With 87% of the vote counted, the center-left Labor Party of Arderna won 48.9% of the vote, which means that its party is likely to get the highest result achieved by any party since the introduction of the current political system in 1996.
“Tonight, New Zealand has shown the greatest support for the Labor Party in at least 50 years,” Ardern said in a powerful speech on Saturday night, recalling the difficult times ahead for New Zealand. “And I can promise you: we will be the party that will lead every New Zealander.”
Coalition is the norm in New Zealand, where no party has ever won a majority under the current system.
National leader Judith Collins said she called on Ardern to concede defeat and congratulated Ardern on an “outstanding result” for the Labor Party.
The results are still being counted. The final results will be made public three weeks after the special votes are counted, including those cast by New Zealanders living abroad.
The preliminary count also shows a significant left turn, when Labor gained a significant increase of 37% in the last election, while his current coalition partner, the Green Party, sits at 7.6%, and in the last election – 6.3%.
For most of election night, Labor held about 50 percent of the vote. It is unlikely to be clear until the final results are whether Labor can rule on its own or whether a coalition with the Greens will need to be formed, but Victoria Claire Timperley, a University professor of politics, said before the election that Labor would be “unreasonable”. talk to the Greens about working together, even if Labor won an absolute majority.
Another current New Zealand Labor coalition partner did not get enough votes to return to parliament, while the right-wing ACT party currently has 8%, up from 0.5% in the last election.
Ardern’s likely re-election was backed by her “go hard and go ahead” approach to fighting the coronavirus, which has helped New Zealand avoid such devastating outbreaks as elsewhere. The country was one of the first to close its borders, and Ardern announced a nationwide blockade in March, when it had only 102 cases.
Since the start of the pandemic, New Zealand has reported fewer than 2,000 cases and 25 deaths.
Earlier this year, opinion polls suggested that the National and Labor parties could be present in tough elections. Ardern was hugely popular internationally, but when she returned home, some were disappointed by her lack of progress in fulfilling key promises, including addressing the overheated housing market.
But everything changed during the pandemic. Support for Ardern has risen, even as New Zealand saw its biggest quarterly economic downturn, and a second outbreak in the country’s largest city, Auckland, forced the prime minister to postpone the election for a month.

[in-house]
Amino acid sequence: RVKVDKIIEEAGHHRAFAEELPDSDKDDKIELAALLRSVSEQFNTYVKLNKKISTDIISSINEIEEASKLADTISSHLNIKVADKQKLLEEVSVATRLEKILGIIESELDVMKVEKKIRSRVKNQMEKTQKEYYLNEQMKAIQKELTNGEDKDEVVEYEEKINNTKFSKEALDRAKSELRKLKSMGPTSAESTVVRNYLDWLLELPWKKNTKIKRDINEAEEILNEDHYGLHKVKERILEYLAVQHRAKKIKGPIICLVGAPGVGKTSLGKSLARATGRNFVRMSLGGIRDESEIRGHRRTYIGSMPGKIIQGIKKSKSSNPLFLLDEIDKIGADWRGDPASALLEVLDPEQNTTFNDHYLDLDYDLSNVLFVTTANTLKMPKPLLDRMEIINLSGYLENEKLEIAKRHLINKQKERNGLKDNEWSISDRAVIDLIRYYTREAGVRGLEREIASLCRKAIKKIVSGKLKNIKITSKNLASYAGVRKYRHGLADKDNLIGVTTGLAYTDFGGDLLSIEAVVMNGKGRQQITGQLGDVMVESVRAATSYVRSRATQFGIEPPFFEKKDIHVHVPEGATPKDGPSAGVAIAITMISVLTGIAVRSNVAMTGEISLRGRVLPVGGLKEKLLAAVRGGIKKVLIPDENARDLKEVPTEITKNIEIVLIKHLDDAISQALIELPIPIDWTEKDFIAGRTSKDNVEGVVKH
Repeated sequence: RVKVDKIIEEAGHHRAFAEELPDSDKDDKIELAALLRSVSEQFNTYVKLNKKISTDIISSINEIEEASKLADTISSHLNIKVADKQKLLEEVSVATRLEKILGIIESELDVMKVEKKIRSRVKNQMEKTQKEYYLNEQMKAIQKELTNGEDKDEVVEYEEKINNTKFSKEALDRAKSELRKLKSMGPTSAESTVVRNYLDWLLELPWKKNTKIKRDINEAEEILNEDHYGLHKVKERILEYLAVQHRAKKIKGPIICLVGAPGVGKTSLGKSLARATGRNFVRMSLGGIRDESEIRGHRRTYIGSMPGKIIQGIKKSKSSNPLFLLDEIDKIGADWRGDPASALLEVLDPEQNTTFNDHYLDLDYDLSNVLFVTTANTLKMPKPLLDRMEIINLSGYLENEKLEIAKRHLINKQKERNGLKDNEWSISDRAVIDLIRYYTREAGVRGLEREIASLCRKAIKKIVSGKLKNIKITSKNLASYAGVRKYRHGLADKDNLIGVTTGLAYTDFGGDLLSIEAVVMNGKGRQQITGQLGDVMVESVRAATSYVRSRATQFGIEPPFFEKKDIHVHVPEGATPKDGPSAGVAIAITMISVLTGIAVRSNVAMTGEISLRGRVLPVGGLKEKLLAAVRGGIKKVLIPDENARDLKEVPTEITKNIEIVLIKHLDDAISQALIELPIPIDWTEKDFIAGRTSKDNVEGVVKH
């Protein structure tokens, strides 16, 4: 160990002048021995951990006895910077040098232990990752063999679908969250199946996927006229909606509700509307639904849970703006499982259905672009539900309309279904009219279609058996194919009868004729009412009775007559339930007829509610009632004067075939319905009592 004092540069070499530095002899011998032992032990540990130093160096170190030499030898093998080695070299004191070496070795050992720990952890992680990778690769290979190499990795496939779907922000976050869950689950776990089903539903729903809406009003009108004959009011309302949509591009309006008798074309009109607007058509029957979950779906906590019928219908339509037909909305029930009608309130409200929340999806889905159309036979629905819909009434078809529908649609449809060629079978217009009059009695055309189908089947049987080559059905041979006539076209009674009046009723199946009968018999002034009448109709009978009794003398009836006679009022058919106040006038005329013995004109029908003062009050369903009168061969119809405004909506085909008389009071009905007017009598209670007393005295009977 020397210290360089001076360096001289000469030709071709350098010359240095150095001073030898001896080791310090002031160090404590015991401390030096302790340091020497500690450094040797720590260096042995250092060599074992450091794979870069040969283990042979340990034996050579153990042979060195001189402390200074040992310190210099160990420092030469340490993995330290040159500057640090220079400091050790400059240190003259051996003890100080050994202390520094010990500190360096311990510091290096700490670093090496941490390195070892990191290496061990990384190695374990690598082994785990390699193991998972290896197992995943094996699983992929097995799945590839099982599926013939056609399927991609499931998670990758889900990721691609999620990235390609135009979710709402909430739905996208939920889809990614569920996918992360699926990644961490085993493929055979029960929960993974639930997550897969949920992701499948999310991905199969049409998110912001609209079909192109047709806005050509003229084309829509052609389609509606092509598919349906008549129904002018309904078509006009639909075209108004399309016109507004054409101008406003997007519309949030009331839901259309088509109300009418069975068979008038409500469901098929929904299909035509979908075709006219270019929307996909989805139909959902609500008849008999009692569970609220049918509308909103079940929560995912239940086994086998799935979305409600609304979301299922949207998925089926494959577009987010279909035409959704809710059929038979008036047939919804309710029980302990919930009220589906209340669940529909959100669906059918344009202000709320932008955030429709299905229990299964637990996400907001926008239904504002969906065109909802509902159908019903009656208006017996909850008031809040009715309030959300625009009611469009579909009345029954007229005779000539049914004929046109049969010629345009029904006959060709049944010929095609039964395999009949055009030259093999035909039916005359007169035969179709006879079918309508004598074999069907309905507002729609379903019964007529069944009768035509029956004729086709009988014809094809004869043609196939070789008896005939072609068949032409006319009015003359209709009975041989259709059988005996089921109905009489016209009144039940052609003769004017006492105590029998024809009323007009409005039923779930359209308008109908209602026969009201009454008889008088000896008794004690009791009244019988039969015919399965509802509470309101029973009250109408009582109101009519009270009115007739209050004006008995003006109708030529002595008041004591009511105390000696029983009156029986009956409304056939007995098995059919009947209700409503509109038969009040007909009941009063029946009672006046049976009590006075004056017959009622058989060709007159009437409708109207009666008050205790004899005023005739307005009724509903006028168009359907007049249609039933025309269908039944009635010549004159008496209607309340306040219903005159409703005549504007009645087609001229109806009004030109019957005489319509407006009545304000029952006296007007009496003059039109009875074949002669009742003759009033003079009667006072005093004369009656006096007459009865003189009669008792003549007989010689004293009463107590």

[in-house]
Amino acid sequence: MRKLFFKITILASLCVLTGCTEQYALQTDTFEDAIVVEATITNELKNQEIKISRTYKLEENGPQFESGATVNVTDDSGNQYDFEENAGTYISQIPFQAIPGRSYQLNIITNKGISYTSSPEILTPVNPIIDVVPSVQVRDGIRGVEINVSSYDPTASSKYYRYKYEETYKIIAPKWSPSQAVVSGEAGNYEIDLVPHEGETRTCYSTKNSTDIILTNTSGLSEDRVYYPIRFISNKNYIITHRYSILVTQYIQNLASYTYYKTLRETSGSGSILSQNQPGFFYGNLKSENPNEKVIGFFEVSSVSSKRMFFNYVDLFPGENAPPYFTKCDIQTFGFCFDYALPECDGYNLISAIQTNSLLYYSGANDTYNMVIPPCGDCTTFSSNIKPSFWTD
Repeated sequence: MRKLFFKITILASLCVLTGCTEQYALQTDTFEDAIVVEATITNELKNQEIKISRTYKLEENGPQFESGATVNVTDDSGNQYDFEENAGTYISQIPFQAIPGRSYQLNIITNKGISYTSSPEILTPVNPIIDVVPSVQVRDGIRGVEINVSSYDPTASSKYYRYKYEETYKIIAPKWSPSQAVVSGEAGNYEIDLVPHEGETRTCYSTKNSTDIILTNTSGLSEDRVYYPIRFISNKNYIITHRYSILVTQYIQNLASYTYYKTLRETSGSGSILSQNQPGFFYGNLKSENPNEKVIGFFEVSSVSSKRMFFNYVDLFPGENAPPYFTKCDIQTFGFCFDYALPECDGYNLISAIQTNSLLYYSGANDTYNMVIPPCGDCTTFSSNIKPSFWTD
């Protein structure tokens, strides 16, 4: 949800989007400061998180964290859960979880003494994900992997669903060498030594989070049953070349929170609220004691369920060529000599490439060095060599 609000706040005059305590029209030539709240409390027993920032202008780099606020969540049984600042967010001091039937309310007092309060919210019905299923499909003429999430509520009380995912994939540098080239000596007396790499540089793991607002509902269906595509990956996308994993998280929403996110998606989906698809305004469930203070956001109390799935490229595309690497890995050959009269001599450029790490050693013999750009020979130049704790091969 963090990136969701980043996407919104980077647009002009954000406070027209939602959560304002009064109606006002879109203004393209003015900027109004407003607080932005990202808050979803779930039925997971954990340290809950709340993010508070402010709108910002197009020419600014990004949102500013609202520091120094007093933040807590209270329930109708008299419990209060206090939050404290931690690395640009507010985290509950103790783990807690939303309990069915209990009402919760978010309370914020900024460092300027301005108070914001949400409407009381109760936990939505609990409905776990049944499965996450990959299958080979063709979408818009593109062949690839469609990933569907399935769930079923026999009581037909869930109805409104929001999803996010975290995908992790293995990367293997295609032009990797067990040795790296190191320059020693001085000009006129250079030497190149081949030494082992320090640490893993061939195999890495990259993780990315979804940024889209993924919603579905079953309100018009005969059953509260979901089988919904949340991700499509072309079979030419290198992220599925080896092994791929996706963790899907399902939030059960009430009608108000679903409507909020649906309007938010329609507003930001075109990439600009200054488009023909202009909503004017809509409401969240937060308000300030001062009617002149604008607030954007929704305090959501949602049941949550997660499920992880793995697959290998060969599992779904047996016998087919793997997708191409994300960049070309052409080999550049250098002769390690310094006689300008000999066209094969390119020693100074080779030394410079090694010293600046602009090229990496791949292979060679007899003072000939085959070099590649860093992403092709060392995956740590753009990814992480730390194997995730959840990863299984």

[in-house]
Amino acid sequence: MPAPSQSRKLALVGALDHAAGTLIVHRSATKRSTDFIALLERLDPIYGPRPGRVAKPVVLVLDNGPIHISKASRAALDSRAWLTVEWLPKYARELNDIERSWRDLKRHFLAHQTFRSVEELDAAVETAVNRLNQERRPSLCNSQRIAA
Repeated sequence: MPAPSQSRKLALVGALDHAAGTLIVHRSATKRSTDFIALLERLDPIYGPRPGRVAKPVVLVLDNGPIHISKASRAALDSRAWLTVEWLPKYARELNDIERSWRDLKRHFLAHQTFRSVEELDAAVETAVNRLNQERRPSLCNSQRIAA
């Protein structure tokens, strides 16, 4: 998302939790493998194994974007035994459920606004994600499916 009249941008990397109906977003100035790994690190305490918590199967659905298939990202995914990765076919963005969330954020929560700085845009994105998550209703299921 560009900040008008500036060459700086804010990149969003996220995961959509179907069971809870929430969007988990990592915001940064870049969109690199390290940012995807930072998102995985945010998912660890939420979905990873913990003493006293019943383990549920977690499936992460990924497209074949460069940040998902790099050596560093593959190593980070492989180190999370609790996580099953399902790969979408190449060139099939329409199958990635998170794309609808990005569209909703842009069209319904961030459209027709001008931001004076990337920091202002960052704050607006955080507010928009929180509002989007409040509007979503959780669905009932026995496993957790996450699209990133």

The national newspaper Collins, the party’s third leader this year, called its pro-business party the best for fighting the economic consequences of the pandemic, but tried to win a position against one of New Zealand’s most popular leaders in history.
“We always knew it was going to be hard, didn’t we?” Collins said during her speech at the concession on Saturday. “We will find time to think, reconsider and change. The National will emerge from this loss with a stronger, more disciplined and more connected party.
“I tell everyone: we’ll be back.”
The recording comes out early
As of Friday, only a shy 2 million people – or 57% of all registered voters – had already voted in advance at polling stations across the country, including Collins and Ardern.
Lara Greaves, a professor of New Zealand policy at the University of Auckland, said the high level of pre-voting may have been due to Covid-19 – voters wanted to avoid lines and the possibility that a fresh Covid-19 outbreak could affect their ability to vote per day.
According to her, the turnout could also be facilitated by two referendums held next to the election – one on the legalization of euthanasia, and the other on the legalization of recreational use of cannabis. Preliminary results will be released later this month.
What to expect from Ardern’s second term
When Ardern became prime minister in 2017 at the age of 37, she was New Zealand’s third female leader and one of the youngest leaders in the world. Within a year, she gave birth to her position – this is only the second world leader to ever do so.
She was also praised for her empathic resolution of major crises. After a terrorist attack in 2019 on two mosques in Christchurch, which killed 51 people, she introduced rapid changes to the gun law and wore the hijab, meeting with the local Muslim community.
After an active volcanic island, frequented by tourists, erupted in December last year, White Island killed 21 people, and Ardern quickly found himself on the ground again, hugging the first responders.
But while she has vowed to lead a “transformation” government, her critics say she has not done enough to address inequality, child poverty, climate change and the housing market.
Ardern seems to be facing another difficult deadline as she tries to address these issues by managing the economic consequences of the coronavirus pandemic. But political analysts do not expect a blatant flagship policy – instead, they predict that Ardern will continue to make gradual changes.
“Real change requires steps that attract people to us,” Ardern said at the final debate in the country on Thursday. “I keep my record … I’m not done yet.”